THE LANDMARK, STATESVILLE, N. C.
THURSDAY, OCTOBER 26, 1922
Mr. McDowell Writes of Dr. Mott---
One of Iredell’s Greatest Men.
Mecklenburg, Iredell and other counties in this section will read with keenest interest the following sketch of Dr. Walter Mott, by his lifelong friend, Mr. F. B. McDowell.
In former years Dr. Mott was a frequent visitor to Charlotte. He was known throughout western North Carolina as one of three brothers --- “The Motts,” as they were always referred to --- one of whom, Dr. James J. Mott, was called “The Iron Duke.”
“The Motts” were dominant factors in the political, medical and social life of lower Iredell.
Mr. McDowell writes interestingly of Dr. Mott and his brothers as follows:
“Dr. Walter Baker Mott died at his home at Mount Mourne, October 23---his birthday---in the 87th year of his age.
“His father, Joseph W. Mott, a well-known Episcopal minister, who once had a charge in Charlotte, Lenoir and other places in this section of the state, came to North Carolina in 1830, from Nova Scotia. He married Susan Philips, of Hillsboro, this State. Three sons survived them; The late Dr. James J. Mott, of Statesville, Dr. Walter B. Mott, of Mt. Mourne, and Dr. Henry Y Mott, also of Mt. Mourne. All three were physicians of clear intellect, courtly manners, clean lives and the highest order of courage, and in all difficulties that arose where they were living, they always took the part of the oppressed and weaker man.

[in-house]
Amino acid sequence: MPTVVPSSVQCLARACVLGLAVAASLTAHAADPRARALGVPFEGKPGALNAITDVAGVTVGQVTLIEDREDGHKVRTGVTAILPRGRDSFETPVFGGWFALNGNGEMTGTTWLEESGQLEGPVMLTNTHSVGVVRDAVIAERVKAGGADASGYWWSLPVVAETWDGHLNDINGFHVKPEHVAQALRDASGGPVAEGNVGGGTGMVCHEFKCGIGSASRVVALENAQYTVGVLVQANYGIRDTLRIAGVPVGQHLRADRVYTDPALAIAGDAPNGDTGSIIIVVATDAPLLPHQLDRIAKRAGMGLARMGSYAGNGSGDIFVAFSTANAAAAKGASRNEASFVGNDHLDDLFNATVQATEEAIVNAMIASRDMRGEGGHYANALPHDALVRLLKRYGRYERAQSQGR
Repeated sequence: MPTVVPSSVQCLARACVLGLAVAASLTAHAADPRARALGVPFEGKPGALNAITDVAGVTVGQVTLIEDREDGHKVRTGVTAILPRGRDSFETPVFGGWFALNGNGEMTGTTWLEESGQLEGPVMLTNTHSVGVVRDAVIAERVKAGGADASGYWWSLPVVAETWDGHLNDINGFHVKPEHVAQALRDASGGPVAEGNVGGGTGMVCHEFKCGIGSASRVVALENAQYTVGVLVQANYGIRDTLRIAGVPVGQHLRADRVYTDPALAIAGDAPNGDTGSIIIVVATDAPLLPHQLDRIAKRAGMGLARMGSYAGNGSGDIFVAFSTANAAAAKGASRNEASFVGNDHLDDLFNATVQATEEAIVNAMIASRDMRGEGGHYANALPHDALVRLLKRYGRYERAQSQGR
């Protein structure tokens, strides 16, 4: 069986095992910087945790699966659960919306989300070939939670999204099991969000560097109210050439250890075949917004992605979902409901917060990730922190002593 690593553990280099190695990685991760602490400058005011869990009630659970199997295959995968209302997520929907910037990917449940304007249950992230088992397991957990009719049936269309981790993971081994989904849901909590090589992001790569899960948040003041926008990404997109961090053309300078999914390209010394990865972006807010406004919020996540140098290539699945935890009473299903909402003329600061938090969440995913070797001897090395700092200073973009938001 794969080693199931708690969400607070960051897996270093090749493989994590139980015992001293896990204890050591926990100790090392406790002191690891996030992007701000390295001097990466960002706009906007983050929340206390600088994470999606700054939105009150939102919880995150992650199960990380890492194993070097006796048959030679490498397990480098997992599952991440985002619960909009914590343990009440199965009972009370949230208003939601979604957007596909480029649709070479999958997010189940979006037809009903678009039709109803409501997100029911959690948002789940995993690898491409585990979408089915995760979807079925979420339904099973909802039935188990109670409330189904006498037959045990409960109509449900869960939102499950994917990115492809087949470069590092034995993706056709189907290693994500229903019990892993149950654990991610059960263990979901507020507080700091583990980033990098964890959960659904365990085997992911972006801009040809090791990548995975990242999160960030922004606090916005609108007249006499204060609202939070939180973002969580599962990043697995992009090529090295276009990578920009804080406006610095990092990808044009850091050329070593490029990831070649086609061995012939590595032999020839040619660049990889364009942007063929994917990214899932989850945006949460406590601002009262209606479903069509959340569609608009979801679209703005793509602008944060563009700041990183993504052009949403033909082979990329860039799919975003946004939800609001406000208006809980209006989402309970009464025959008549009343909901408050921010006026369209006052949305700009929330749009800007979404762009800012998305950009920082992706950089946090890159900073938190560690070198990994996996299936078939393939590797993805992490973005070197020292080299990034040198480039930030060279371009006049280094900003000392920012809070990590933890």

“Dr. Walter B. Mott studied medicine under the celebrated Dr. Pinckney Caldwell, of Charlotte, father of Mrs. Kate Guion. He volunteered in May, 1861, in the Beattie’s Ford riflemen, and was in the Battle of Seven Pines, where so many members of that splendid company were killed. After the disbandment of the company, Dr. Mott went to Yorktown, joined the fifth North Carolina regiment, became surgeon and served three years. He married Margaret White, of Iredell County, and had nine children, most of whom are married and are living West.
“All three of the brothers were men of the courtliest manners, all high-toned gentlemen, and their personality and tall, handsome manly figures would attract attention in any group of men in any country.
“Fourteen years ago Dr. W. B. Mott had a stroke of paralysis, while living in Charlotte, and being a doctor, he would point to the portion of the head where the clot of blood was located, but was never able to speak, but his mind was clear as ever, he retained his wonderful memory, and the grip of his right hand was firm and friendly as when in his full powers. He was an athletic man of powerful build, was temperate, of good habits, and a splendid doctor. He was the family physician of the late Robert I. McDowell and others, and had a wide and splendid practice. He has left behind him a stainless life, the record of a valiant soldier and a kind and courtly gentleman.
“The only mistake his friends think that he ever made was in not going to a large city, where he would have had a wider field for the display of his splendid ability.”